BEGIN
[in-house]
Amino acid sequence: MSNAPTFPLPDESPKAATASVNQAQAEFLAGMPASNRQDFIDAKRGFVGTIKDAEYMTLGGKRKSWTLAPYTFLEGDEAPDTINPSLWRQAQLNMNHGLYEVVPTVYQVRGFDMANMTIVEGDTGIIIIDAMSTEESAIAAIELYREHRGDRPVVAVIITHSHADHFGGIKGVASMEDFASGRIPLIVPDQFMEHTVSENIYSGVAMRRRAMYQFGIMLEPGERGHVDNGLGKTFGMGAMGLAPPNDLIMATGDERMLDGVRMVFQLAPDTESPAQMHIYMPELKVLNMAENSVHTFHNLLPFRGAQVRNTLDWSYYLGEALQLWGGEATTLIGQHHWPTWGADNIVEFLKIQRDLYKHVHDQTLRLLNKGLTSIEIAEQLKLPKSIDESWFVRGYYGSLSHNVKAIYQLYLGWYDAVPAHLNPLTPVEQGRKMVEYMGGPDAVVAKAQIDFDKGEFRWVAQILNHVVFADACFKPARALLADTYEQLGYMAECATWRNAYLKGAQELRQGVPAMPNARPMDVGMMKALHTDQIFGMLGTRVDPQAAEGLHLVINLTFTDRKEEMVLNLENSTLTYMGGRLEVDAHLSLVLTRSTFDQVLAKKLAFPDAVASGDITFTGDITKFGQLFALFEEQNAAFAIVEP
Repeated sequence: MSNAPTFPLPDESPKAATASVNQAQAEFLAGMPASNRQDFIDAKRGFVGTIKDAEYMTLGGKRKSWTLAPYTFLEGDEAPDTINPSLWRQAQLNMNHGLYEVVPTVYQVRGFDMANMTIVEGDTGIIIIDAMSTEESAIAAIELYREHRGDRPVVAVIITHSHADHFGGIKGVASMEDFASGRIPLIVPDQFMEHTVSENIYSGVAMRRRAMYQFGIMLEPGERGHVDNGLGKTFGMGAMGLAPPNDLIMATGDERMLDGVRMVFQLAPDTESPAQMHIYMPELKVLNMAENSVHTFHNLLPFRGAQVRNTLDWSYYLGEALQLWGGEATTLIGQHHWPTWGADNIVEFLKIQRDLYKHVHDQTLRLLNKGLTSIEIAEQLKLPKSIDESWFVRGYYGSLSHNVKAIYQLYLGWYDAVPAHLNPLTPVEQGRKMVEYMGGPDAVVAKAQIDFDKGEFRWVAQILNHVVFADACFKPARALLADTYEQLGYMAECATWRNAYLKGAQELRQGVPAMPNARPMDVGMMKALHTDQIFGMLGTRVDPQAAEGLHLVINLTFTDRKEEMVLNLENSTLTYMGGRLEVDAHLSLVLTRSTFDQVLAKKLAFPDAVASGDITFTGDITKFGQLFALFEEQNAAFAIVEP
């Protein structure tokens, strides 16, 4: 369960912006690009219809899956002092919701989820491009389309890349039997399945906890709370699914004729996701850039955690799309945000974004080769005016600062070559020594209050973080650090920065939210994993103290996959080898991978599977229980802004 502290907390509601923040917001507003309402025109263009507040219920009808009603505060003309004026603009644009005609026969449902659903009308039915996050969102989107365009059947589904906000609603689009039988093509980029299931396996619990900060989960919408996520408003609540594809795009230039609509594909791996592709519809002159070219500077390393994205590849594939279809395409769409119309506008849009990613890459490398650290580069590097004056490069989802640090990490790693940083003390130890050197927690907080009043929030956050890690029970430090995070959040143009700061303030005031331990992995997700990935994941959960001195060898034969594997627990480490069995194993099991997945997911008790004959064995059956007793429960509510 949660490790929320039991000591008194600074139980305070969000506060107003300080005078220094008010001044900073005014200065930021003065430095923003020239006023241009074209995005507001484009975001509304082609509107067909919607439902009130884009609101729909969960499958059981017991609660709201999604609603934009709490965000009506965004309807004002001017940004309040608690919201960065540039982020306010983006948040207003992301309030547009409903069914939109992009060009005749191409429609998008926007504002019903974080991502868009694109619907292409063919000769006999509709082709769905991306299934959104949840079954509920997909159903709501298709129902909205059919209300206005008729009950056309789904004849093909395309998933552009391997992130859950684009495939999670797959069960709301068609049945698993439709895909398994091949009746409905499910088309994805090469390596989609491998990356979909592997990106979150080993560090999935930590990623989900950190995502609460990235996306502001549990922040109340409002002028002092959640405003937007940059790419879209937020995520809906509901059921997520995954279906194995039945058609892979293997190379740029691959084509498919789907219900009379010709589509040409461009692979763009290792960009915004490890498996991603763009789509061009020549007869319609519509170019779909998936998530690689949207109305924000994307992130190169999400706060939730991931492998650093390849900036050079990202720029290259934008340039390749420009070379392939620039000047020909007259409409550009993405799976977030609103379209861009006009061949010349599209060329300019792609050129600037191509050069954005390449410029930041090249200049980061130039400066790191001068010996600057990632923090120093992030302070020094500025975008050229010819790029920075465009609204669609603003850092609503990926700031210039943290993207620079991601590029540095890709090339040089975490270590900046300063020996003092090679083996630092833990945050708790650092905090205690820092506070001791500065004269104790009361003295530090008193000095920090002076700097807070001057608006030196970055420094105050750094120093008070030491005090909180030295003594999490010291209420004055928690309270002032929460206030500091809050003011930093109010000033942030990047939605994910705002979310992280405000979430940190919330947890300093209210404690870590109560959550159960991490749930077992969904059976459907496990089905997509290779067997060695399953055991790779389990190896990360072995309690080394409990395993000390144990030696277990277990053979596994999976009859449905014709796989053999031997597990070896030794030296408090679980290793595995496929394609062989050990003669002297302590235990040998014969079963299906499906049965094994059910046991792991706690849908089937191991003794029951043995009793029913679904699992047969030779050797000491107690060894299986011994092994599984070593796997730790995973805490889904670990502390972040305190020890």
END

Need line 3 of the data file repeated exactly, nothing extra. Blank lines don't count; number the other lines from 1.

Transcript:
Repeated sequence: MSNAPTFPLPDESPKAATASVNQAQAEFLAGMPASNRQDFIDAKRGFVGTIKDAEYMTLGGKRKSWTLAPYTFLEGDEAPDTINPSLWRQAQLNMNHGLYEVVPTVYQVRGFDMANMTIVEGDTGIIIIDAMSTEESAIAAIELYREHRGDRPVVAVIITHSHADHFGGIKGVASMEDFASGRIPLIVPDQFMEHTVSENIYSGVAMRRRAMYQFGIMLEPGERGHVDNGLGKTFGMGAMGLAPPNDLIMATGDERMLDGVRMVFQLAPDTESPAQMHIYMPELKVLNMAENSVHTFHNLLPFRGAQVRNTLDWSYYLGEALQLWGGEATTLIGQHHWPTWGADNIVEFLKIQRDLYKHVHDQTLRLLNKGLTSIEIAEQLKLPKSIDESWFVRGYYGSLSHNVKAIYQLYLGWYDAVPAHLNPLTPVEQGRKMVEYMGGPDAVVAKAQIDFDKGEFRWVAQILNHVVFADACFKPARALLADTYEQLGYMAECATWRNAYLKGAQELRQGVPAMPNARPMDVGMMKALHTDQIFGMLGTRVDPQAAEGLHLVINLTFTDRKEEMVLNLENSTLTYMGGRLEVDAHLSLVLTRSTFDQVLAKKLAFPDAVASGDITFTGDITKFGQLFALFEEQNAAFAIVEP